Agric shines bright amid COVID-19
The crisis has shown that agriculture remains an important sector
By Piet Smit, CEO of Komati Group Holdings
Komati Fruit Group produces and exports citrus and subtropical fruits, with operations in Limpopo and Mpumalanga. We were founded in 1954 and have expanded over the years. Our main focus is exports, but our local market programme accounts for 7-10% of our total production.
As an essential services provider, we were very blessed to be able to continue operating when the lockdown was implemented.
Fortunately, there was no major impact on our operations, but our main concern was the wellbeing of our own people. We employ about 3,500 temporary workers for harvesting and packing. Another concern was around the supply chain – road transport, ports and shipping. There were a few hiccups in the first few weeks, but government and industry organisations managed to make alternative plans. Ultimately, we exported the entire crop.
In terms of our staff, we were proactive and started early with an awareness programme at the end of January. Through our training officers, we informed our staff about the risks of the virus, how it’s spread, and so on. This meant that people were in COVID-19 mode early on, and were well prepared by the time the lockdown was implemented.
People who didn’t need to be at the office were sent home, and those who were employed for harvesting and packaging worked under strict precautionary measures. We required that workers wear masks and use sanitisers, and had their temperatures monitored. To avoid the risk of infection when using public transport, we also arranged and paid for additional transport to get staff to and from work. The result of these efforts is that we’ve had no identified COVID-19 cases in our labour force, although two senior managers were infected.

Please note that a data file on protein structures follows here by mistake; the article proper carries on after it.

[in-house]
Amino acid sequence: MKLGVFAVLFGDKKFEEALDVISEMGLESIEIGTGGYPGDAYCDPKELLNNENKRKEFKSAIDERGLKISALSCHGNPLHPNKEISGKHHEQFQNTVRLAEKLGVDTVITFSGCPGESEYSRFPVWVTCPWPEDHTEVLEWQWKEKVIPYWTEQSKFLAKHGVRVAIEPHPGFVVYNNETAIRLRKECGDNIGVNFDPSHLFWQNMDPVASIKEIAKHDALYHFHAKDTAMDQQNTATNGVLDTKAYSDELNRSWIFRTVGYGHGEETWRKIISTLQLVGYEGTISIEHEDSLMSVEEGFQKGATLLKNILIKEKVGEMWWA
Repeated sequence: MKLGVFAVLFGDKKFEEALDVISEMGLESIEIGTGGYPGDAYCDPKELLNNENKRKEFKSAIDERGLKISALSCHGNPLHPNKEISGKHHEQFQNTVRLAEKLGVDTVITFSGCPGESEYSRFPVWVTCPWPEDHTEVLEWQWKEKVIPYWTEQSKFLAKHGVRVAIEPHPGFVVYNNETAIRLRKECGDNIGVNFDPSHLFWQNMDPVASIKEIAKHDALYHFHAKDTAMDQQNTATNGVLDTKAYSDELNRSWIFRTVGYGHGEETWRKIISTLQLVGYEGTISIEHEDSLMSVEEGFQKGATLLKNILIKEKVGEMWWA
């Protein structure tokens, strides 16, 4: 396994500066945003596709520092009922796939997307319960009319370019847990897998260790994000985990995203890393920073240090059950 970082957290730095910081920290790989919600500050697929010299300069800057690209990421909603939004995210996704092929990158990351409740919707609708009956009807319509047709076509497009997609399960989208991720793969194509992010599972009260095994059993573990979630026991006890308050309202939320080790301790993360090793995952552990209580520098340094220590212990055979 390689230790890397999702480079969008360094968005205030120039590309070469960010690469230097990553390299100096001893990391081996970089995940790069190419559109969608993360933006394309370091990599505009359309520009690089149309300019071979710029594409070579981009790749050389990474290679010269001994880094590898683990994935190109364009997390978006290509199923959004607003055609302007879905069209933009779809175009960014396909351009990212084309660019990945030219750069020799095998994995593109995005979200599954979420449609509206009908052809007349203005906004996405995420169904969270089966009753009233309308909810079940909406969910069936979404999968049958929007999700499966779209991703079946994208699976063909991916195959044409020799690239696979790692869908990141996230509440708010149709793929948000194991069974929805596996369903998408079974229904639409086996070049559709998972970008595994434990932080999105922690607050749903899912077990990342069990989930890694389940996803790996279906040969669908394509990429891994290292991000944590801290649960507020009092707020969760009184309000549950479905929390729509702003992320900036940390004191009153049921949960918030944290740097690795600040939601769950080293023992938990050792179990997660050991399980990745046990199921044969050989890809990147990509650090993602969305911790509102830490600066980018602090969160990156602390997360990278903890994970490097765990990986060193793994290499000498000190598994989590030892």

We also decided to distribute Vitamin C to local communities. We donated grapefruits and oranges, and ensured food security during the pandemic.
Our citrus business didn’t need any special assistance from the government, but our community businesses – we are majority owners of two secondary schools – had no cash flow under lockdown. So we approached the banks for payment holidays, and government for relief. In the citrus business, we approached Standard Bank to defer a big loan instalment to later in the season.
Even though citrus is not a staple food, this crisis has shown that agriculture remains an important sector and citrus demand is still high. Citrus is a good source of Vitamin C. COVID-19 has also shown that there’s always more that can be done when it comes to sanitisation and health and safety measures.
Another thing that we’ve learned is that all businesses need to make provisions for difficult times, where possible. Building up cash reserves is very important.